The annals of motorcycling history are filled with ‘tweeners’—motorcycles that improved upon outgoing models, but eventually fizzled out to make way for the next generation. Just like the Honda CBX 750 F.
The CBX 750 F was an update on the beloved (and indeed iconic) CB750, but it wasn’t nearly as popular, and wasn’t really sold in the US either. It was pretty cool in its own way though, with a ‘modern’ DOHC 16-valve motor and radical sport touring styling that, like most things from the 80s, hasn’t dated well.
There aren’t many CBX 750 customs out there, and more’s the pity. There’s a lot of potential in this 80s-era machine—and Chris Scholtka’s just shown us how to unleash it with this wild 1984-spec model.
Chris lives in a town called Cottbus, 68 miles southeast of Berlin. He’s a firefighter, but spends his down time customizing bikes as ‘Motocrew’ out of his garage at home. And with the exception of paint, he does everything himself.
“The aim was to get a modern interpretation of the original 1984 race style of the CBX 750,” Chris tells us. His concept was to match key elements of the
CBX—like the weird 16F/18R wheels—with modern performance upgrades.
To achieve this, he upgraded the suspension with the forks and rear shock from a 2009 Yamaha R1. Getting the forks to fit up top wasn’t too hard—but getting them to play nice with the Honda’s 16” front wheel took some doing.
Chris had to machine the wheel to take a bigger axle, then focused on setting up the brakes.
He kept the R1’s twin brake calipers, matching them with 320 mm discs so that he could use the original R1 brake mounting points. Then he installed Brembo master cylinders and upgraded brake hoses.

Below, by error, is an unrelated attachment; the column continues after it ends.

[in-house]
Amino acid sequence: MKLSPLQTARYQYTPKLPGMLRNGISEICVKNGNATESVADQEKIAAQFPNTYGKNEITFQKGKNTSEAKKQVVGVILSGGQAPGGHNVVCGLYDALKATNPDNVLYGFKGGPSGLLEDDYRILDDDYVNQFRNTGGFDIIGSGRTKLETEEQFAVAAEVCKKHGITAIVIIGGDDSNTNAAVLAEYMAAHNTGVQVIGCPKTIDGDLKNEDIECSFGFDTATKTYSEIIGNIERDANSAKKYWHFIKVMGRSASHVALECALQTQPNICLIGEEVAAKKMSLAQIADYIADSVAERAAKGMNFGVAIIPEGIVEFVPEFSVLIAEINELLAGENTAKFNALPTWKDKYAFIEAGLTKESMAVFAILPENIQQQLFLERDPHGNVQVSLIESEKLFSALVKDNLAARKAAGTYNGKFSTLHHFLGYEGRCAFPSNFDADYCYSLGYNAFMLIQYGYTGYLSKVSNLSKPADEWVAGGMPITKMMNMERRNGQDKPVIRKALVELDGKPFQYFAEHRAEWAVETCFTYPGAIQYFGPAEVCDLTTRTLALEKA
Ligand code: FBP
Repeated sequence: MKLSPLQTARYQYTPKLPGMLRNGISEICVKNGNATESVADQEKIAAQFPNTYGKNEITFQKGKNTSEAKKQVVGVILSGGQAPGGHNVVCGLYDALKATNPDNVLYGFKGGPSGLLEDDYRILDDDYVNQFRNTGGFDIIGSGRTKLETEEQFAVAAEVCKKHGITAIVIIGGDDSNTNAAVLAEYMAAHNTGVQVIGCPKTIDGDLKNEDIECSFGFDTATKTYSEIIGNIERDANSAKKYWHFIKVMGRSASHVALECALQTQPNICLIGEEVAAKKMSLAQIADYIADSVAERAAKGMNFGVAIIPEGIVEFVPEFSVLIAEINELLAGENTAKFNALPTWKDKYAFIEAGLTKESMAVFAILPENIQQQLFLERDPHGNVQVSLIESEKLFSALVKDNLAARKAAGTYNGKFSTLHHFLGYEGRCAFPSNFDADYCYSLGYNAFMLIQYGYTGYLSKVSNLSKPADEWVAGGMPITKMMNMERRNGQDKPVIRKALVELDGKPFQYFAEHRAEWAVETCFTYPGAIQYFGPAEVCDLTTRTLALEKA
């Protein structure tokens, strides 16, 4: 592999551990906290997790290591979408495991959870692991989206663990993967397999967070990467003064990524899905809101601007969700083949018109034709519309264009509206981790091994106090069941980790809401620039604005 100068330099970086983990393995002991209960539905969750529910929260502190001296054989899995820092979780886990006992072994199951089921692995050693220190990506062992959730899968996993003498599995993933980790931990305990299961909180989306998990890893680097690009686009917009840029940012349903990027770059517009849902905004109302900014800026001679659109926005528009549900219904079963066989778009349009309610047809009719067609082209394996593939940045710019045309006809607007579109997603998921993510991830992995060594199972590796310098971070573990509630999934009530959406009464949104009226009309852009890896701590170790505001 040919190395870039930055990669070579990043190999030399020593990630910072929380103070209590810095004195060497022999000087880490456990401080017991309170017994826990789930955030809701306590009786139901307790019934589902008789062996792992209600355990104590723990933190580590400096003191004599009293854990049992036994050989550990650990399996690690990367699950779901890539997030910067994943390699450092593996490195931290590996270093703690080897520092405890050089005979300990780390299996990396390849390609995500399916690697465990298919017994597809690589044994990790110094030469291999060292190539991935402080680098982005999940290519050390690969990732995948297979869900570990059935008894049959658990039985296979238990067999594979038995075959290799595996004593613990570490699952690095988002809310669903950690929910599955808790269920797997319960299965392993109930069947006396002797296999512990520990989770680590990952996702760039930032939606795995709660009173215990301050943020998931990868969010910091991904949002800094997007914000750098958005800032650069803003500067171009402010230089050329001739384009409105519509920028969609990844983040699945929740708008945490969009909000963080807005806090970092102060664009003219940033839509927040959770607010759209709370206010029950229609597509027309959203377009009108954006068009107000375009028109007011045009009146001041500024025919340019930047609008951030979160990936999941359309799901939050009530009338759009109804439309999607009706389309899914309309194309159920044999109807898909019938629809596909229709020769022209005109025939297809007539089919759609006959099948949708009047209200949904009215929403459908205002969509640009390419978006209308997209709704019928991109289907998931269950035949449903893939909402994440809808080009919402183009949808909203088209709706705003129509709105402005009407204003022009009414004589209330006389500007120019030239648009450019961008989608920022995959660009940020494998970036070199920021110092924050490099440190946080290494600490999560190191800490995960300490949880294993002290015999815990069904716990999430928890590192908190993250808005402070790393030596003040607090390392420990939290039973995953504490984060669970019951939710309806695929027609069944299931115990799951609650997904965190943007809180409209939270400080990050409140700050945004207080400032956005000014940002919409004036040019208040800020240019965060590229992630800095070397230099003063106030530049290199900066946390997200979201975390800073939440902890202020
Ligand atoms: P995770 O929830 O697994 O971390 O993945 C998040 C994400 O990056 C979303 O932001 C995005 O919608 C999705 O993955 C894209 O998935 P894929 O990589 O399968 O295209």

The CBX 750’s sharp new bodywork was another big undertaking. Chris started with the stock fuel tank, then grafted on a tail section of his own design to form a monocoque unit. (He even took a metal-shaping course to help him nail it.)
The body sits on a modified subframe, and hinges up as one unit to provide access to the electronics and motor.
Chris built the lift system himself, complete with a gas cylinder and a custom hinge. When it’s down, it’s held in place by a latch adapted from a racecar hood, with the locking mechanism stashed under the rear of the frame.
“The inspiration was definitely the ‘Whale’ BMW R100R by Vagabund,” Chris tells us. “I love their builds and their style. I talked to the owner to see if it was OK to copy the monocoque style—he gave me the OK and was exited to see what I did with the project.”
“Another big inspiration is
Hookie Co. They are based just 100 km from my home, and I visit the guys sometimes to get some spirit.”
Tucked away under the body is a fresh wiring system, based around a Motogadget Bluetooth-capable m.unit blue, complete with a keyless ignition. Up front, Chris installed Motogadget grips, a single bar end mirror and a tiny digital speedo.
The speedo and LED headlight are held in place by brackets that Chris designed and 3D printed himself. He 3D printed a set of custom intakes for the carbs, too, then modified the stock exhaust headers to take a pair of SC Project mufflers.
There are mini Kellermann LED turn signals at both ends, with the rear items doubling as taillights. And there’s a license plate holder mounted off the swing arm—so this custom is fully street legal as well.
Finished off with bold graphics (and painted logos on the tires), the Motocrew CBX 750 is a fresh take on the otherwise unloved inline four. And with the perfect stance, racy lines and modern upgrades, there’s a
lot to love.